Why did no one ever explain, for example, that migration is a two-way trip? Sure, the fact that we didn't run out of birds implied that they must also "fly north for the summer"... by why was that deemed the less interesting fact? Why was departure the icon, instead of arrival? And why the implication that nothing noteworthy happened in between?

Sure, there are some quiet moments in the year, but around here owls have already begun nesting preparations. Song sparrows and house finches are singing up a storm. Dippers are chasing each other in the river. Waterfowl are bobbing, stalking, calling, flirting. Bluebirds are appearing on fences. Despite all this, the landscape still looks like winter: ochre and brown and gray as a broken cottonwood branch.

Halfway though my walk I was stopped by a woman ("I saw a bluebird!") who commented on the exuberance of this morning's birdsong. "It's only February," she said, "but doesn't it all seem like it means something?" I could tell she hardly dared to hope-- that she, too, had learned the Universal Truth that said nothing more about bird life and February than "south." "Doesn't it seem a little like... well... sort of like... spring?"

Sunday, February 4, 2007

Out of the deep freeze

It's with no small sense of chagrin that I admit my delight in the arrival of a "real winter like the old days" has worn dangerously thin. We've been in negative Fahrenheit for a ridiculously long time, and for the last several days it has been outrageously windy. You know the kind: relentless, howling, bitter.

But today the gift of that wind arrived: temperatures above freezing, calm and clear skies. I took a little walk for the first time in many days, not around the lake but to the Salida Café, where I had lunch and a leisurely contemplation of the week ahead. Friends from Colorado Springs arrived unexpectedly to give their stamp of approval to my new digs. I opened the front windows and let in some fresh air. I put the remaining moving boxes into the shed.


In the spirit of defrosting I pulled a little horned lark out of the Hotpoint (funny name for a freezer, come to think of it) and gave it some time on the drawing table. From here it will go off to the bird observatory and later to the museum... but for today I got to wonder over it all by myself. Subtle little things they are. Delicate. Not my usual forté. But it definitely felt like a return to "normal" to spend a Sunday afternoon with NPR and my paintbrushes.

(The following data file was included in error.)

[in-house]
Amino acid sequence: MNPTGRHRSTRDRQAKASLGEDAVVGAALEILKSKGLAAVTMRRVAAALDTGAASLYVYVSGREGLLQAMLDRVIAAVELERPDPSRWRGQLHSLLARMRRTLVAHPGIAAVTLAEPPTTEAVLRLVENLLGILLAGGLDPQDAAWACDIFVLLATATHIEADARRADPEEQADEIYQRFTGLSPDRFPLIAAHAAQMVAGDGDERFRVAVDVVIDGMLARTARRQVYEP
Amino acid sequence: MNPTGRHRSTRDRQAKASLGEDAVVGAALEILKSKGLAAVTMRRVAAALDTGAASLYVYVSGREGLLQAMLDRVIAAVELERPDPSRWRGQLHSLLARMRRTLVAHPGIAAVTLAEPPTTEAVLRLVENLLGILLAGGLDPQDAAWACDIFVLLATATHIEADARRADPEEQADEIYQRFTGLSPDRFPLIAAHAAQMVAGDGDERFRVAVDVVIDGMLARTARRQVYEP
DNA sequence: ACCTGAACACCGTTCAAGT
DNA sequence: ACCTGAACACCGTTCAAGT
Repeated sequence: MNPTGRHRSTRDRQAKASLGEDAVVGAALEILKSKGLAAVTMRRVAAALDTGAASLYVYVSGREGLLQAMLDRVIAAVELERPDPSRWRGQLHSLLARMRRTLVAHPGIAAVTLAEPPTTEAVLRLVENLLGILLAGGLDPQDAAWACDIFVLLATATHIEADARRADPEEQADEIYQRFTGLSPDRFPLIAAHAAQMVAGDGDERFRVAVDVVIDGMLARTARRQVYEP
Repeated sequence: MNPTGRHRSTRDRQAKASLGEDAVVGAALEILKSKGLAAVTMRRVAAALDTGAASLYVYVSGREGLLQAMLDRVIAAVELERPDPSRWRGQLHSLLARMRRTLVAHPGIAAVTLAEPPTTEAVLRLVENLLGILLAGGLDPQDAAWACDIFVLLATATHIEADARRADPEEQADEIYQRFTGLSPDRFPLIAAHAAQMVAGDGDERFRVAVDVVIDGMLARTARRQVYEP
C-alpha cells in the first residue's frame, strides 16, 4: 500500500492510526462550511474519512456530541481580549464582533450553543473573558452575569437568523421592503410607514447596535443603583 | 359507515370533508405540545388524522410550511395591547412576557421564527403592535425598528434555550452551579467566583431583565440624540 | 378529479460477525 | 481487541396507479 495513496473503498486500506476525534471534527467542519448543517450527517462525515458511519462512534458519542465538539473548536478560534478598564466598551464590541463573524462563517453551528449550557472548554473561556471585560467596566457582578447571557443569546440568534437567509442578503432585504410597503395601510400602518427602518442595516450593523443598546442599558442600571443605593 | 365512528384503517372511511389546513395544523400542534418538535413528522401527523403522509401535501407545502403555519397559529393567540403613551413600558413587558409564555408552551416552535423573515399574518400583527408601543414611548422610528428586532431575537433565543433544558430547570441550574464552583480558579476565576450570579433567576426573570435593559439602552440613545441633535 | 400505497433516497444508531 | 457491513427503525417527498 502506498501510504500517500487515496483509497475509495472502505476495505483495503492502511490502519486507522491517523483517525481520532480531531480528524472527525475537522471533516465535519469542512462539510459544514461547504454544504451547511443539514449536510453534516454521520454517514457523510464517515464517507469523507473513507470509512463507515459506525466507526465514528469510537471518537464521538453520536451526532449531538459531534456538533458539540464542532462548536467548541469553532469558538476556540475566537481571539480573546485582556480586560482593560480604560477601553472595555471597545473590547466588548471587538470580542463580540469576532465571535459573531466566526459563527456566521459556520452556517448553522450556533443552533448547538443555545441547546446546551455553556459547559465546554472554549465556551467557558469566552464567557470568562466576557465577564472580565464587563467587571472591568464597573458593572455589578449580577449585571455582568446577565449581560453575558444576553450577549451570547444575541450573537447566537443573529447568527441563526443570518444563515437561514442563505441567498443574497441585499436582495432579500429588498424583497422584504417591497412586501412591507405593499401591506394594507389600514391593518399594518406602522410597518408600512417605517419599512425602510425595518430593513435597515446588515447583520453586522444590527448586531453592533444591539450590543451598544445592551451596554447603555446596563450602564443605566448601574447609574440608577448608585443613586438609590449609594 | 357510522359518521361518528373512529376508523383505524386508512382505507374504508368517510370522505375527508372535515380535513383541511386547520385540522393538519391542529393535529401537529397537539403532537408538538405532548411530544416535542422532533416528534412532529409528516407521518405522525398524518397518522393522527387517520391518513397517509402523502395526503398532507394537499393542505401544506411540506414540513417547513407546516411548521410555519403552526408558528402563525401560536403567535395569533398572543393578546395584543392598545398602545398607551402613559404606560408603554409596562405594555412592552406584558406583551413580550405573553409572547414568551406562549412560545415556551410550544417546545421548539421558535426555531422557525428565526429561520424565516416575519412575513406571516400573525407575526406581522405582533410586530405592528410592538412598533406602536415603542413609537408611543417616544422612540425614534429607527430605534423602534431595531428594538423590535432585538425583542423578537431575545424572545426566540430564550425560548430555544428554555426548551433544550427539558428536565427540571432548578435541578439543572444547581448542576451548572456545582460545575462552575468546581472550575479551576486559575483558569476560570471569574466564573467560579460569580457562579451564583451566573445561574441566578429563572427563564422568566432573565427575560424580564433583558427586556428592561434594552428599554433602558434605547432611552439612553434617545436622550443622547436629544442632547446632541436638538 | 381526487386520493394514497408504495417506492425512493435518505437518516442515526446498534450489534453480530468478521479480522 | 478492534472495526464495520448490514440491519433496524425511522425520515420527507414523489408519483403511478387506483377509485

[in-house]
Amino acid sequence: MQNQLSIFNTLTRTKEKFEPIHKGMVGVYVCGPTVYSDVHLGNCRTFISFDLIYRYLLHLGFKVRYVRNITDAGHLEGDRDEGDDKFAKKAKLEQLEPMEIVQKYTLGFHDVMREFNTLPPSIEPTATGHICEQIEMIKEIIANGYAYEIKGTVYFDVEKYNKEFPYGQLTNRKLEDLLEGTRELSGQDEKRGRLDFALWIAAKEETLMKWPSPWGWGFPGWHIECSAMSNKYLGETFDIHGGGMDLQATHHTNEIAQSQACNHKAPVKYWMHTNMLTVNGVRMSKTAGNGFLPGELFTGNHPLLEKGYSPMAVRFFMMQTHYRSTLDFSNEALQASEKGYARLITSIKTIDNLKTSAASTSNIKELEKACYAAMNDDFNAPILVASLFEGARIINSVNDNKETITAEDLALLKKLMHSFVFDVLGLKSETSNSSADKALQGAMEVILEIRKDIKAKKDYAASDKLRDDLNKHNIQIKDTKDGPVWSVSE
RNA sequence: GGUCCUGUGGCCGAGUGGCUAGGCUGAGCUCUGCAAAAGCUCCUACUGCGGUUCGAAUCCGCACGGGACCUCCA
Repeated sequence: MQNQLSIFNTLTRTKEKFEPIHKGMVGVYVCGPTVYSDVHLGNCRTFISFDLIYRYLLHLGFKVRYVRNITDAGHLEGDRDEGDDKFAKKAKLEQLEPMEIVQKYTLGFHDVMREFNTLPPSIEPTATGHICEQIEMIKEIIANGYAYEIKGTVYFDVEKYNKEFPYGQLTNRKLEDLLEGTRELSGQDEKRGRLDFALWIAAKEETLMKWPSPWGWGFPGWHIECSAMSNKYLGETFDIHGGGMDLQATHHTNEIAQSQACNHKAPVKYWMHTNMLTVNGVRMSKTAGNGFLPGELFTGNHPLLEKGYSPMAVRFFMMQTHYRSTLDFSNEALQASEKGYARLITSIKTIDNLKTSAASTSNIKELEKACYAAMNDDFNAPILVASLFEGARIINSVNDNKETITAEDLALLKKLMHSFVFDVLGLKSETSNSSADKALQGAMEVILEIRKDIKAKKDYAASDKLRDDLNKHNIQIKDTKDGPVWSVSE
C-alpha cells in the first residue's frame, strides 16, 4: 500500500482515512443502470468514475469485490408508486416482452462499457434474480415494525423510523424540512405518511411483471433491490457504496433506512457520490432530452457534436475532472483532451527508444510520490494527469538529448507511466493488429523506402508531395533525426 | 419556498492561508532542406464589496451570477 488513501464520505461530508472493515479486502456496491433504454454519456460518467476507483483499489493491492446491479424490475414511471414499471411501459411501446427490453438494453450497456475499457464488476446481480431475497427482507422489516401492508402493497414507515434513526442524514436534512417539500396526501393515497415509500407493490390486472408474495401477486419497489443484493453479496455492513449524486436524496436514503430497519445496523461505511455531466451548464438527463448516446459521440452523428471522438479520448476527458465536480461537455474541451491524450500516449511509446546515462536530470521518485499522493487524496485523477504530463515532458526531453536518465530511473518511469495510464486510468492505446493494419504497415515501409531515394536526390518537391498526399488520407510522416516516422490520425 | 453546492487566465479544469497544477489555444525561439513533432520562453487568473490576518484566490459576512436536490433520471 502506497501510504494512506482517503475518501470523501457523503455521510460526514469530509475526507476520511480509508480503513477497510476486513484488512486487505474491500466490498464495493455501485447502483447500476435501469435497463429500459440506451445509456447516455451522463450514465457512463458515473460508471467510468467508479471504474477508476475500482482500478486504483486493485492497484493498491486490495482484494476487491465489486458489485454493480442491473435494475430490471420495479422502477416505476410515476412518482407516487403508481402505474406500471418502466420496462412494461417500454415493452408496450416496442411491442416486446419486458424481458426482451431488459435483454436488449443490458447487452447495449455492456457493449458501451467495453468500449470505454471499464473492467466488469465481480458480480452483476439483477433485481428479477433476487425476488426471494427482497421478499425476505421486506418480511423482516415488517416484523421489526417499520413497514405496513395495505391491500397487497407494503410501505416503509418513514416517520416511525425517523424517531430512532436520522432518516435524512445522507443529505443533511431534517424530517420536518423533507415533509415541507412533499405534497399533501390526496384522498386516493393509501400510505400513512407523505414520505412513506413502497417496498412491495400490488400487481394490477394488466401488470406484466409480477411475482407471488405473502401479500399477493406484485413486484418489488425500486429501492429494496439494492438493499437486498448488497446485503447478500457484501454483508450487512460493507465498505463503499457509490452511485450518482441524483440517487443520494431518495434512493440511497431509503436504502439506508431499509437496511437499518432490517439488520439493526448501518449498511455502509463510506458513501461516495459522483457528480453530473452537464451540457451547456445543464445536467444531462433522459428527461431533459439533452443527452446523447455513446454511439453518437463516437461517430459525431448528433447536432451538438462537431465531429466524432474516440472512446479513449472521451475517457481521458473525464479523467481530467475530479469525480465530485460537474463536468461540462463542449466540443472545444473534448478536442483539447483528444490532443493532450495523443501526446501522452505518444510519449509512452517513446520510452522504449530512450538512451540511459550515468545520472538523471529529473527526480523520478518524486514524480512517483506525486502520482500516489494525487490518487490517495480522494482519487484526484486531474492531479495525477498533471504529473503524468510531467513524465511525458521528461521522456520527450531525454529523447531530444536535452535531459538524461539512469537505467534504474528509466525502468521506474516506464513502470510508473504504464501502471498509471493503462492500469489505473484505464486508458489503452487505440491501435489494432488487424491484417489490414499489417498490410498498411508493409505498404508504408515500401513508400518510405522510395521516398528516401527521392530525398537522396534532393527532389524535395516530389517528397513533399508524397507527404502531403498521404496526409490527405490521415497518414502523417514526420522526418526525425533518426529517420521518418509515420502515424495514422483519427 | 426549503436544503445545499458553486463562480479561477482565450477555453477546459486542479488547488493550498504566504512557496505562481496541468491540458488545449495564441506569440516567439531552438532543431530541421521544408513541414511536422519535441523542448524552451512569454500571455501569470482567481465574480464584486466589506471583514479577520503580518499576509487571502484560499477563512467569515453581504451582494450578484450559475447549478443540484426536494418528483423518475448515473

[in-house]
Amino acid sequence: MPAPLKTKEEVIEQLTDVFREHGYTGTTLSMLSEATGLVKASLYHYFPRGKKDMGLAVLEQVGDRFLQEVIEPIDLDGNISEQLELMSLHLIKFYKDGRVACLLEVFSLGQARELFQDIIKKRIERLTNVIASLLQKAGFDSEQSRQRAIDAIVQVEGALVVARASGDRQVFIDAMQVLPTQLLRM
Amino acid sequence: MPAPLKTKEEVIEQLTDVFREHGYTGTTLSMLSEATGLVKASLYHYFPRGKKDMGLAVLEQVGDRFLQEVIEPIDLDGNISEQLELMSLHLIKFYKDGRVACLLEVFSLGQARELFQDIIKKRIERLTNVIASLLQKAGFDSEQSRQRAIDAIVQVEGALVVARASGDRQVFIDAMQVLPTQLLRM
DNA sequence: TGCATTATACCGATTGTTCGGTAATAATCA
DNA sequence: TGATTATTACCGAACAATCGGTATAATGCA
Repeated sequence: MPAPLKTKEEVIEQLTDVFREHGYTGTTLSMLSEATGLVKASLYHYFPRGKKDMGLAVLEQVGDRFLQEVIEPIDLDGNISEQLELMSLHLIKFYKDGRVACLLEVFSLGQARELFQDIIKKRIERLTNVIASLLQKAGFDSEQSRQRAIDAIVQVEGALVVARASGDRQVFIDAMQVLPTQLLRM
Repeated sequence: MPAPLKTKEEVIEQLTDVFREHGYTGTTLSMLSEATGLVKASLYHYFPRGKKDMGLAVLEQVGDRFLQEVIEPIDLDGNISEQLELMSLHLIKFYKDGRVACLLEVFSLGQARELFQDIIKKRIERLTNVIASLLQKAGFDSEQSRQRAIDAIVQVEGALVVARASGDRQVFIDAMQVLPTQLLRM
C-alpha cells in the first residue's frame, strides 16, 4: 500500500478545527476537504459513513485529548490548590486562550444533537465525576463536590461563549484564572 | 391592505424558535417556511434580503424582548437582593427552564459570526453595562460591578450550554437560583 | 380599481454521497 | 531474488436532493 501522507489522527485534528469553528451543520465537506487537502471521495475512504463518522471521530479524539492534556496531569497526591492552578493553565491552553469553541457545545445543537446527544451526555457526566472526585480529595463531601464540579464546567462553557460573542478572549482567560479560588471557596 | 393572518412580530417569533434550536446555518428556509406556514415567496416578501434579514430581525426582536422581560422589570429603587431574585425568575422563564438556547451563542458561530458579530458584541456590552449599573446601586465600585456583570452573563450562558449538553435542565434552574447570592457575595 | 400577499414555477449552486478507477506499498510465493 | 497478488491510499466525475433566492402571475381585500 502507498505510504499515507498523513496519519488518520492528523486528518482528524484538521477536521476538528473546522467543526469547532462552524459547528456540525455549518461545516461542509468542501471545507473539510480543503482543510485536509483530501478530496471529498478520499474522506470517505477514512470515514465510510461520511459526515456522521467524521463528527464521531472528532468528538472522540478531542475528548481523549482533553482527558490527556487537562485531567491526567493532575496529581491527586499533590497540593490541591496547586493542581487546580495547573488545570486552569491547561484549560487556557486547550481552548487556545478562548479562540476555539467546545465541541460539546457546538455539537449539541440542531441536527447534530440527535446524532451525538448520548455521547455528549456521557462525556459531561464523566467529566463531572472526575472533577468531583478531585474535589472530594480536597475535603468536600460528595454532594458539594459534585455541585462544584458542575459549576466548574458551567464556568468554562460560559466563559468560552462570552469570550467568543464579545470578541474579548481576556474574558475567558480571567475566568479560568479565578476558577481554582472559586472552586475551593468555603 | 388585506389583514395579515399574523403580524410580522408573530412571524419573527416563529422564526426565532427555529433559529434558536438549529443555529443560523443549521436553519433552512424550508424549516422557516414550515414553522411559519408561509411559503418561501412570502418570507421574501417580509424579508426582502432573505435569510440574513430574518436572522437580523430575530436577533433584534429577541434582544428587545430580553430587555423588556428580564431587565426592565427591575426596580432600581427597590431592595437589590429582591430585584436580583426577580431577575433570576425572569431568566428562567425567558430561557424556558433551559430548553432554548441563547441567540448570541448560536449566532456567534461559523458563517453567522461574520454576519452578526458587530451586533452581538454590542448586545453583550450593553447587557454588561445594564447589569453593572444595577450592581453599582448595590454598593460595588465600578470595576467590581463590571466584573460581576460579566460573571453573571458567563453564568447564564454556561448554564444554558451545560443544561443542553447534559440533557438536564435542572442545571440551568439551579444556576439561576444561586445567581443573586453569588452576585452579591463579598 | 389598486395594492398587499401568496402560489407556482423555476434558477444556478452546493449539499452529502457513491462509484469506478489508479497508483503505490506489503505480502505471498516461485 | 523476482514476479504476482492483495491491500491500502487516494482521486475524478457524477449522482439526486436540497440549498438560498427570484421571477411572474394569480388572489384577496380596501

In the week ahead it's fish and canyons and vintage LIFE magazines for me (the latter the business of friends, check out
2Neat Magazines). I'm twitchy to get some new linocuts going, too. Exhibitions loom! There's a painting of trees and shadows in a half-started state... but I've temporarily lost my enthusiasm for winter scenes. Go figure. Maybe instead I'll paint that happy groundhog whose absent shadow seems already to have spurred the shift of seasons. At least for today.

Closet Archaeology

The one good thing about moving is that some things that were lost are found.

A few weeks ago I mentioned bighorn sheep Red 42, the former Grande Dame of Cottonwood Canyon. The first year I helped with the sheep project I made a little sketch of her, but the sketchbook in which that entry was recorded disappeared when my bag was stolen in Denver later that season.

Sometimes I use copies of sketchbook pages as stationery for letter writing. I was fairly certain Red 42 had gone on such a journey, but any extra copies I might have made were lost to time and a capricious filing system.

She turned up this week in a folder, in a box, in the closet, under another box, below stored artwork waiting for an exhibition opportunity. Not the original, just a copy.. but it was nice to see her again and to read my notes about her.

I'm mostly settled in my new space. The success in recovering the sketch of Red 42 makes me wish I had more time to sort through some of the other boxes in the closet, but any lost treasures they hold will have to wait, since I seem to have created some new artifacts with
this move! Some things I could locate only last week have vanished into as-yet-undiscovered locations. Whether anything crucial has gone AWOL will likely be revealed as I settle back into a work rhythm in the next few days. In the meantime, has anyone seen where I put my car keys?